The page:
There are times when your brakes need a little tender loving care. In many cases, there will be definite indications of this.
These can be noises, a funny feeling in the brake pedal, maybe other things.
In this article, we will look at some of the things that may indicate your brakes need your attention and should be checked out before any serious problems occur.
First, let’s look at how today’s brakes function. Most cars today have disc brakes. These function in much the same way as the brakes on a bicycle does. When you squeeze the brakes on your 10-speed, a set of rubber pads grip both sides of the turning wheel rim and the resultant friction slows down the bike. It’s similar with a car except that instead of rubber pads, a hydraulic system filled with brake fluid squeezes the spinning rotors attached to each of your wheels with special brake pads. .
As you likely know, your brake pads will eventually wear down need to be replaced. During state inspections mechanics check the thickness of the brake pads to judge if that is the case. They should be some ¼ inch thick or more. If you have spoked rims on your car, you may be able to look through your wheel spokes and see yourself if the brake pads are in the ¼ inch or less range. Most of the time they are hard to see unless the wheel is taken off, though.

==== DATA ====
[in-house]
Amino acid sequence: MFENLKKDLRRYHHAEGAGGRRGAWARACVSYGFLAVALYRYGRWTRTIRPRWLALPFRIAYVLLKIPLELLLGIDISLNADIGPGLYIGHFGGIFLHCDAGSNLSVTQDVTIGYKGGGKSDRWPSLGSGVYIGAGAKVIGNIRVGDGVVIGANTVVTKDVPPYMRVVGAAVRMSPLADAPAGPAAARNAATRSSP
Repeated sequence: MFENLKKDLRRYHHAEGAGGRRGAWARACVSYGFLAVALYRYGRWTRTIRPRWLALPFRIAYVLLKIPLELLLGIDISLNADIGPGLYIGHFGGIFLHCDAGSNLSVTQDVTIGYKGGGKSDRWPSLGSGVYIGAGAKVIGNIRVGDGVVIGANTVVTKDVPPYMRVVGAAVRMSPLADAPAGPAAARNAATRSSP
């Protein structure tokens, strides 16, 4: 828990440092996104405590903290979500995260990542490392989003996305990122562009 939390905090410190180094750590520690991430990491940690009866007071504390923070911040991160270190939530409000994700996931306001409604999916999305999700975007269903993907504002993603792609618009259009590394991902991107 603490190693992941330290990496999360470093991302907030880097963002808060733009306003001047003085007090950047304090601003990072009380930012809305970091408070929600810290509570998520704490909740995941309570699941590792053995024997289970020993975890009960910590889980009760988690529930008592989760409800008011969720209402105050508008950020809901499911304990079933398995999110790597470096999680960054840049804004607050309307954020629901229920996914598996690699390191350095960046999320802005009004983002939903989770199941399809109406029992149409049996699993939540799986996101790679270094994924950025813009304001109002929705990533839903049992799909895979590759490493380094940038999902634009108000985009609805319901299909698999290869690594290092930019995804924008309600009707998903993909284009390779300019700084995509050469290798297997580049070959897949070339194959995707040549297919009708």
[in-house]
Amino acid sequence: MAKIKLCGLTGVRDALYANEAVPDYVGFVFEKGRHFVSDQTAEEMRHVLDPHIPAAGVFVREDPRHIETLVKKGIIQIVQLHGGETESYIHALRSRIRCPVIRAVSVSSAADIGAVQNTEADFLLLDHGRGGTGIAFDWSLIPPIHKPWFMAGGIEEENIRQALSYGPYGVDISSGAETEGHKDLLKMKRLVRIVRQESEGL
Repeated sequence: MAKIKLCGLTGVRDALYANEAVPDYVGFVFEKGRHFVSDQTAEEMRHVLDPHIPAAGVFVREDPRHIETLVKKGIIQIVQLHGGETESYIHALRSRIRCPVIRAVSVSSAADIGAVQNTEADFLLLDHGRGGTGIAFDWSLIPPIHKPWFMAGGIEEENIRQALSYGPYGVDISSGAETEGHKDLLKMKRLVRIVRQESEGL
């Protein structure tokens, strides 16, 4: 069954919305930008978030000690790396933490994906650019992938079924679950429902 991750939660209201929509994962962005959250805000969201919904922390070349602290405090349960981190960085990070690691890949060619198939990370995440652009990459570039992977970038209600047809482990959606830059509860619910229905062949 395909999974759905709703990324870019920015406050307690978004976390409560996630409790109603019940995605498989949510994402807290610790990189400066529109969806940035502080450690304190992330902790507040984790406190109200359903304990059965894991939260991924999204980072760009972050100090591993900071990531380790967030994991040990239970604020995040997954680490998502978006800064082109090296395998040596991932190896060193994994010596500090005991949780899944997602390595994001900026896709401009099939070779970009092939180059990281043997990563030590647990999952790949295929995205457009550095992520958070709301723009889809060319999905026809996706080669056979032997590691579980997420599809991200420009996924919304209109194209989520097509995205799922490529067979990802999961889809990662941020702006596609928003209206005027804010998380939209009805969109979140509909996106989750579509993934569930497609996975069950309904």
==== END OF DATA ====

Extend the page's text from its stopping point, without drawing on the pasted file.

There is another indication that it may be time to have your brake pads replaced; a squeaking sound when you step on your brakes. Many brake pad manufacturers put little metal tabs on their brake pads that make a very distinctive squeaking sound when their pads wear thin. This will occur when applying the brake, not during normal driving. If you hear that sound, it’s getting to be time to see your local mechanic.
A “mushy pedal”, one that goes practically to the floor before engaging the brakes, is usually a problem with the hydraulic system itself, such as air in the brake line. This usually requires a common procedure called “bleeding the brakes”. Unless you are a skilled do-it-yourselfer, this is a procedure best left to professional mechanics.
Then there is the “pulsing brake pedal”. If your brake pedal pulses rapidly when you step on the brakes, then you may have one or more things going on. If your brake rotor is out-of-round or you have a stuck piston in your brake caliper assembly, your brake pedal may pulse.
In general, you can stay out of trouble in regards to your car’s brake system by just keeping your eyes and ears open for issues that occur when you use them. If you have further concerns, stop by the service department at UrseDodgeChryslerRam.com.
Source: Urse Dodge Chrysler Ram